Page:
Livestock used for food includes cattle, goats, pigs, and rabbits. Donkeys, horses, and mules are strictly used for labor or recreation as consumption is frowned upon culturally by locals. Cattle is used for both meat and dairy with a strong and self-sufficient local milk industry through processors such as Suiza Dairy and Tres Monjitas. Poultry includes chickens, ducks, geese, turkeys, and quail. The pet industry is one of the only two industries experiencing consistent significant growth on the island with dogs, cats, fishkeeping, canaries, parakeets, and parrots being quintessential in homes. Consumption of animals commonly used as pets is frowned upon culturally save for rabbits.
There are some metal deposits of copper, gold, silver, zinc, and molybdenum on the island but they are not large enough to sustain a profitable mining industry. Mismanagement of terrains and poor urban planning has made it difficult for the mining industry to thrive as well, as many deposits are directly below or nearby residential complexes. Puerto Rico also possesses industries of lime, marble, salt, cement, clay, crushed stone, dimension stone, industrial sand, gravel, and stone. The cement industry is tracked meticulously as it has shown to be highly correlated to the GDP of the island.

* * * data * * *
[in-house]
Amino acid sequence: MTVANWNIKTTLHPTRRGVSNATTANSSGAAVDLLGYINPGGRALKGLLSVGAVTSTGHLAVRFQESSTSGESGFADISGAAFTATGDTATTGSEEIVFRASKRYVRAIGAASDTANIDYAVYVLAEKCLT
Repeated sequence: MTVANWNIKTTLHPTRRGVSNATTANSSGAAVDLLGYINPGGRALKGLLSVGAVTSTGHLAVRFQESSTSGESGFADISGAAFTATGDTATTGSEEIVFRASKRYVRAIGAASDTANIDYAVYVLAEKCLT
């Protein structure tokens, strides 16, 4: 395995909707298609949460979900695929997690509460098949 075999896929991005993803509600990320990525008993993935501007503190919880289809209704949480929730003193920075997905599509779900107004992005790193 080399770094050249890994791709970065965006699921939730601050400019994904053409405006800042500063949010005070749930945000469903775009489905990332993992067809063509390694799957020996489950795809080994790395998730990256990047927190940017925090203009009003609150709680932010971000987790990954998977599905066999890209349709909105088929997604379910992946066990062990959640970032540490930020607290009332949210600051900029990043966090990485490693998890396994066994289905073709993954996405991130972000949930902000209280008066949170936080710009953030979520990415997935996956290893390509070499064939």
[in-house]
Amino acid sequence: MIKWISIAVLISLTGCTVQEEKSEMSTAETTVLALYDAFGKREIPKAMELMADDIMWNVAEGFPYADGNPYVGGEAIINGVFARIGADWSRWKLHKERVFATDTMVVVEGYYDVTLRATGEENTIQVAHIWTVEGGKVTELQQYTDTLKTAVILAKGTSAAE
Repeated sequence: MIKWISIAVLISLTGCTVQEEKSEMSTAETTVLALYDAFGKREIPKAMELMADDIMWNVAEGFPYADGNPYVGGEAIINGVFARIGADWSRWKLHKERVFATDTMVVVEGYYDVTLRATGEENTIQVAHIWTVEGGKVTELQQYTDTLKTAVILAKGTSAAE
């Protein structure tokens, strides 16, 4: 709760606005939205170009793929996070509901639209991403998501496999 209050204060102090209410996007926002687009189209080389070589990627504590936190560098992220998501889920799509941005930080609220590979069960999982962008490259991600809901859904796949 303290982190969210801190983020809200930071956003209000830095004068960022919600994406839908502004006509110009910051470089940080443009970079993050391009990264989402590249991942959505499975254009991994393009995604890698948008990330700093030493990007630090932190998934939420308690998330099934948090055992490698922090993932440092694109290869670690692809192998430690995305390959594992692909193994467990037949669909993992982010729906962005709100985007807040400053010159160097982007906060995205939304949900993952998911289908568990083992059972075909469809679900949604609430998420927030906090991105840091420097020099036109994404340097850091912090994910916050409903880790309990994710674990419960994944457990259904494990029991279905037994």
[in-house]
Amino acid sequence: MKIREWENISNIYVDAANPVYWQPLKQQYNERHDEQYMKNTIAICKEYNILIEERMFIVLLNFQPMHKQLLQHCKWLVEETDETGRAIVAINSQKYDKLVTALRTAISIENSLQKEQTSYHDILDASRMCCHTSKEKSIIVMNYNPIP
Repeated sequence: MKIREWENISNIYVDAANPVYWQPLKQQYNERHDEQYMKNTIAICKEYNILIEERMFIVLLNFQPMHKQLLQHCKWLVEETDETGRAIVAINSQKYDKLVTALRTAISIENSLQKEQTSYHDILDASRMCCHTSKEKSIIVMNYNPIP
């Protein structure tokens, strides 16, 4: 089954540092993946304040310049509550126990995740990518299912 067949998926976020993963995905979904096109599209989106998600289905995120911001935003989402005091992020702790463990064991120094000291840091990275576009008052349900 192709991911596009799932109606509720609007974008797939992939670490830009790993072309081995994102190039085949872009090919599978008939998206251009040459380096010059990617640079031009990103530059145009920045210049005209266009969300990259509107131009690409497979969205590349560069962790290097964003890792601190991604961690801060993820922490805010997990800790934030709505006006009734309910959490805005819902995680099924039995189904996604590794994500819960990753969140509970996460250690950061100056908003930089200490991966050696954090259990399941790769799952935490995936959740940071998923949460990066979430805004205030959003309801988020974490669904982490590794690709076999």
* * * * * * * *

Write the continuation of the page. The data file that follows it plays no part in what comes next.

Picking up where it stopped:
Manufacturing is the largest economic sector of the island; composing almost half (about 46%) of its gross domestic product (GDP) through more than 2,000 manufacturing plants scattered throughout the island. All
In terms of specialization, more than half of all manufacturing done in Puerto Rico is attributed to the pharmaceutical industry which generates more than 18,000 jobs, pays more than $3 billion USD in taxes, comprise about half of total exports, and has generated more than 25% of the island's GDP for the past four decades. Comparatively, Puerto Rico is the fifth largest area in the world for pharmaceutical manufacturing with more than 80 plants, including:
Puerto Rico is also the third-largest biotechnology manufacturer with more than two million square feet and the seventh-largest medical-device exporter with more than 50 plants. Pharmaceutical companies originally came to Puerto Rico in the late 1960s and 1970s to take advantage of the now-expired federal tax incentive known as Section 936. This incentive allowed U.S.-based manufacturers to send all profits from local plants to stateside parent plants without having to pay any federal taxes. However, expired patents, cheaper manufacturers (such as those in Brazil, China, India, and South Korea), the rise of generic drugs, and high production costs pose a challenge to the industry. As of 2014, Puerto Rico produces 16 of the top 20-selling drugs in the mainland United States.